Finding care for patients with mental health issues can be a challenge in wealthy countries; those roadblocks are often compounded in low-resource settings in the U.S. and across the world.
The challenges and innovative solutions for mental health will be under scrutiny this month, when an interdisciplinary group of experts from Nigeria, Uganda, Ethiopia, Milwaukee and Madison gather for a learning exchange in Milwaukee and at UW-Madison. The learning exchange will begin with site visits in Milwaukee and Madison, and, on June 20 and 21, the group will attend a two-day workshop at UW-Madison.
To wrap up the learning exchange, two public lectures will be held at the UW-Madison campus. The lectures will allow the group to lead, and members of the community to join, a global conversation and call to action to improve mental health care that follows principles of human dignity, quality and a service continuum that includes community-based care.
The group hopes to build on these site visits, workshop days and public lectures, as well as past collaboration, to form an ongoing professional network in pursuit of solutions to mental health care challenges.
Scroll down to find speaker bios and video interviews.
The lectures include:
Unlocking Mental Health Care: A Global Conversation, June 27, 5:30 to 7:00 p.m., Signe Skott Cooper Hall. An international panel of mental health professionals will share their experiences and insights about how to reduce stigma, improve quality and transform mental health care. They will also discuss innovative strategies such as community-based care, ceasing the shackling of patients and other punitive practices, and working to address substance abuse, trauma and mental health in an integrated way.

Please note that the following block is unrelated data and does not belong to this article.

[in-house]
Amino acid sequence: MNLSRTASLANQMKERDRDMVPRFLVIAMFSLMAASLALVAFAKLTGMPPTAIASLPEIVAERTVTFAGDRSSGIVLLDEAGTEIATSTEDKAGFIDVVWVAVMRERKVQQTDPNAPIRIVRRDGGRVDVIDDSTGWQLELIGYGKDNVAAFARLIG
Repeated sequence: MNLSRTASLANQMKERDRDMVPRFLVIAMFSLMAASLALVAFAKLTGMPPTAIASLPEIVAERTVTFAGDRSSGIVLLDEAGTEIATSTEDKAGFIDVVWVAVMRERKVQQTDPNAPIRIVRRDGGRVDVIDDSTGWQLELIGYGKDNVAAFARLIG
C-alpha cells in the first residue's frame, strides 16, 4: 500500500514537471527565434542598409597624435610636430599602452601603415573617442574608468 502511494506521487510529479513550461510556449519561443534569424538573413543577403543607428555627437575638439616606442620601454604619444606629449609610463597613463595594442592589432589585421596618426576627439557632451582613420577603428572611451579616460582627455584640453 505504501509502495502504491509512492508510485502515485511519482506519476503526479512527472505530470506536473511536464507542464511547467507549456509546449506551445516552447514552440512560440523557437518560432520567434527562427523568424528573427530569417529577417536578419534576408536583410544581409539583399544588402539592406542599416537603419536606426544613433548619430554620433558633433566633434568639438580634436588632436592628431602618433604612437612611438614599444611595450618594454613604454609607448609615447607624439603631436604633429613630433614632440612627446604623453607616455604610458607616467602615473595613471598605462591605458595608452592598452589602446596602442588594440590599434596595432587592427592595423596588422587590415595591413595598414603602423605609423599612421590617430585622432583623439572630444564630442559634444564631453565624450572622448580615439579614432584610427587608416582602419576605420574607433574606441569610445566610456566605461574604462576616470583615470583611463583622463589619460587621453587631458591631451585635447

Speakers include: Muktar Beshir Ahmed, Ethiopia; Hafsa Lukwata Sentogo, Uganda; Ojo Tunde Masseyferguson, Nigeria; Sadat Abiri, Madison; Sebastian Ssempijja, Milwaukee. Moderator: Frederick Coleman, Madison.
A reception follows the presentation. Signe Skott Cooper Hall is accessible by the #80 bus. Parking is free after 4:30 p.m. in Lots 60 and 64. Bicycle parking is also available.
Global Psychiatry Grand Rounds— Critical Cases in Community-based Care: A Global Conversation, June 28, 7:30 to 9:00 a.m., Room 1325, Health Science Learning Center. Presenters will share innovative mental health care programs from Nigeria, Uganda and Ethiopia, highlighting community-based care, collaboration with traditional healers and reduction or elimination of punitive practices. They will feature critical cases for consideration and discussion.
Speakers include: Muktar Beshir Ahmed, Ethiopia; Hafsa Lukwata Sentogo, Uganda; Ojo Tunde Masseyferguson, Nigeria.
HSLC is accessible by the #80 bus. Parking can be found in Lot 75 (the hospital ramp) and Lot 76. Bicycle parking is also available.
About the Speakers
Muktar Beshir Ahmed, M.D., MSc, is a psychiatrist trained in Ethiopia and Germany. He has worked as a lecturer at Madda Walabu University in Ethiopia teaching psychiatric theory, outreach health, bedside practicums and supervising research. He has worked as a lecturer at the University of Hargeisa. For the last three years, he has been the director of Gabiley Mental Hospital. He has provided inpatient and outpatient services, established a system of medical records and worked with health facility management. He has a particular interest in ending stigma and the mental hospital’s relationships with both the general and religious communities.